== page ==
Some interesting angles on what's going on in the world:
Dean Baker and Kevin Hassett wrote an interesting essay on the long-term cost of unemployment. What they have to say on unemployment's impact, for me, wasn't as meaningful at the idea they shared from Germany. Germany, when it encountered the cyclical unemployment that came with the Great Recession embarked on offering subsidies to companies if those companies would keep workers on their roles, albeit at reduced hours. Instead of paying out unemployment benefits they subsidized the payrolls of companies that otherwise would've been sending workers tot he unemployment office. I like it. It strikes me as committing money for something more purposeful than just supporting the misfortunate. It's giving them something purposeful they can do.
Jess Gavora's op-ed in the Washington Post struck a chord with me She was commenting on the Julia advertisements from President Obama's campaign. I share Gavora's perspective. I watched the whole ad on the president's election website and I felt unsettled at the ominpresent nanny-state it seemed to call for. To me, there seems only a small degree of difference between Uncle Sam being there for every life change and Big Brother being there instead. It's the sort of ad that won't win any convert, but instead reassure bases. Conservatives watch it and are repelled. Liberals watch it and might be tempted to look for the "Donate Now" button. Let's face it, that's what the candidates' websites should do. I wonder how the target demographic for which Obama's campaign is targeting would feel about Governor Romney's Mother's Day marketing. I couldn't help but feel a little sad for that future that the ad depicted because, with the exception of Julia's son Zachary, there is no one else in her life. No spouse, no parents, no siblings, no friends; only a government on whom one could lean. Life is richer with others.
Speaking of Mother's Day, did anyone in the media think about doing a series of interviews with recent presidential moms? If I'm not mistaken, the mothers of Obama, George H.W. Bush, and Bill Clinton are still alive. Oh, whoops, I'm very wrong. The president's mother died in 1995. Never mind.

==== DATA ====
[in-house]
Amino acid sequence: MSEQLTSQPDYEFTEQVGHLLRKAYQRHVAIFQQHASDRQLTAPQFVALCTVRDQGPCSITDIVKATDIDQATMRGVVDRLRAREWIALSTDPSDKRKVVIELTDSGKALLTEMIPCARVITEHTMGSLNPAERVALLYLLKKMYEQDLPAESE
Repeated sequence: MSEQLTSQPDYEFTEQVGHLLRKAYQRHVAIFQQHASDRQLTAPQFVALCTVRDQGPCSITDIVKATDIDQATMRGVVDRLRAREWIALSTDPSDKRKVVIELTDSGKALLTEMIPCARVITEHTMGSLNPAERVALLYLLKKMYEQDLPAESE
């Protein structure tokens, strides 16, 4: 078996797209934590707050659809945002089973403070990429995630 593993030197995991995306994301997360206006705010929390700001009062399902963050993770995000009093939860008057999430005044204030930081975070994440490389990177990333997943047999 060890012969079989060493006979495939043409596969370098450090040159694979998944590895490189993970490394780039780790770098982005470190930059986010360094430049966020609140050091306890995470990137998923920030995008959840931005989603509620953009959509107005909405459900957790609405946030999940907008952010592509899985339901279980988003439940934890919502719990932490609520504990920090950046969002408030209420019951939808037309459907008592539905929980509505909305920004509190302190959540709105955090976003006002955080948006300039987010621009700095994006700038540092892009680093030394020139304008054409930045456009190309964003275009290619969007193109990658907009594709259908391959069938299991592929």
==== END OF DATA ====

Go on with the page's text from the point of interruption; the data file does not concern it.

Little else in the news intrigued me today. A lot of coverage about the president's decision to endorse same-sex marriage, but after a while that commentary seems repetitive, and it seems like conservative pundits aren't weighing in on it yet, which leads to a lot of commentary that seems like an echo chamber. Then again, I don't miss any commentary decrying the president's endorsement. I'm glad the president did it, but there is no legislation or amendment pending in Congress regarding the topic. What occurred was more symbolic than practical last week. Though symbolic acts offered by presidents usually are seismic.
One odd gem: Apparently Studebaker once sold a car called the Dictator, or so says George Will in his column. I would call the 1930s an inopportune time to choose that as the label for an automobile.
My conservative friends reading this might be surprised that I linked to a NY Times piece. I broke down and got a digital subscription. Hope I'm not voted off the island. Ironically, some justification comes from a column written by the Washington Post's ombudsman about the massive IT infrastructure their paper now requires. There is no such thing as a free lunch. If we want good journalism, we need to support the businesses on which we rely.